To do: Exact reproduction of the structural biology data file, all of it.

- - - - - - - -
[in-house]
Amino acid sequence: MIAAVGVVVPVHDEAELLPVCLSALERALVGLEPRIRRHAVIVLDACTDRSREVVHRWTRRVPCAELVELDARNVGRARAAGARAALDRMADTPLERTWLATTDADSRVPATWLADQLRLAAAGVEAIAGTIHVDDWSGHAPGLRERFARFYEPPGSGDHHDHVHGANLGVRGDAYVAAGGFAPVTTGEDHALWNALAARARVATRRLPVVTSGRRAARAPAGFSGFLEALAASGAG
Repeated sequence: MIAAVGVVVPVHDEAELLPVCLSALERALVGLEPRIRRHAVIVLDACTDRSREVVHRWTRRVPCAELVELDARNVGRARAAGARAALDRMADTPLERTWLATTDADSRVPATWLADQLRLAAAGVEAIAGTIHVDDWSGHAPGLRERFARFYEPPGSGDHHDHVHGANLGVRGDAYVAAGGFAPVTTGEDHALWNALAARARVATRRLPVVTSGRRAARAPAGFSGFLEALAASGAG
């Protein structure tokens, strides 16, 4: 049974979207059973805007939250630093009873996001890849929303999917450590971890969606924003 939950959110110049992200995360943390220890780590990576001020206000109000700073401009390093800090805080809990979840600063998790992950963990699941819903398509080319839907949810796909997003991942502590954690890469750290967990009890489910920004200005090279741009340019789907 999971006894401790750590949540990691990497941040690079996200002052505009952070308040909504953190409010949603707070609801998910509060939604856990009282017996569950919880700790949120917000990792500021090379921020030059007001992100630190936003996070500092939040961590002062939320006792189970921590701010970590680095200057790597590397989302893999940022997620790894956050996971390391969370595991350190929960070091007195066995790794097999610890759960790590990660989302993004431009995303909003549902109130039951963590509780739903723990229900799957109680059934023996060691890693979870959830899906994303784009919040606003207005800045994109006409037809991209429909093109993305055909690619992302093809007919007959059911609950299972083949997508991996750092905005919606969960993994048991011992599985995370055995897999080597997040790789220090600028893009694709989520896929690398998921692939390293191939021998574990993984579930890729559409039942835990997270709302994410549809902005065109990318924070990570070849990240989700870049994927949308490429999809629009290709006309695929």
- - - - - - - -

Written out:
[in-house]
Amino acid sequence: MIAAVGVVVPVHDEAELLPVCLSALERALVGLEPRIRRHAVIVLDACTDRSREVVHRWTRRVPCAELVELDARNVGRARAAGARAALDRMADTPLERTWLATTDADSRVPATWLADQLRLAAAGVEAIAGTIHVDDWSGHAPGLRERFARFYEPPGSGDHHDHVHGANLGVRGDAYVAAGGFAPVTTGEDHALWNALAARARVATRRLPVVTSGRRAARAPAGFSGFLEALAASGAG
Repeated sequence: MIAAVGVVVPVHDEAELLPVCLSALERALVGLEPRIRRHAVIVLDACTDRSREVVHRWTRRVPCAELVELDARNVGRARAAGARAALDRMADTPLERTWLATTDADSRVPATWLADQLRLAAAGVEAIAGTIHVDDWSGHAPGLRERFARFYEPPGSGDHHDHVHGANLGVRGDAYVAAGGFAPVTTGEDHALWNALAARARVATRRLPVVTSGRRAARAPAGFSGFLEALAASGAG
């Protein structure tokens, strides 16, 4: 049974979207059973805007939250630093009873996001890849929303999917450590971890969606924003 939950959110110049992200995360943390220890780590990576001020206000109000700073401009390093800090805080809990979840600063998790992950963990699941819903398509080319839907949810796909997003991942502590954690890469750290967990009890489910920004200005090279741009340019789907 999971006894401790750590949540990691990497941040690079996200002052505009952070308040909504953190409010949603707070609801998910509060939604856990009282017996569950919880700790949120917000990792500021090379921020030059007001992100630190936003996070500092939040961590002062939320006792189970921590701010970590680095200057790597590397989302893999940022997620790894956050996971390391969370595991350190929960070091007195066995790794097999610890759960790590990660989302993004431009995303909003549902109130039951963590509780739903723990229900799957109680059934023996060691890693979870959830899906994303784009919040606003207005800045994109006409037809991209429909093109993305055909690619992302093809007919007959059911609950299972083949997508991996750092905005919606969960993994048991011992599985995370055995897999080597997040790789220090600028893009694709989520896929690398998921692939390293191939021998574990993984579930890729559409039942835990997270709302994410549809902005065109990318924070990570070849990240989700870049994927949308490429999809629009290709006309695929």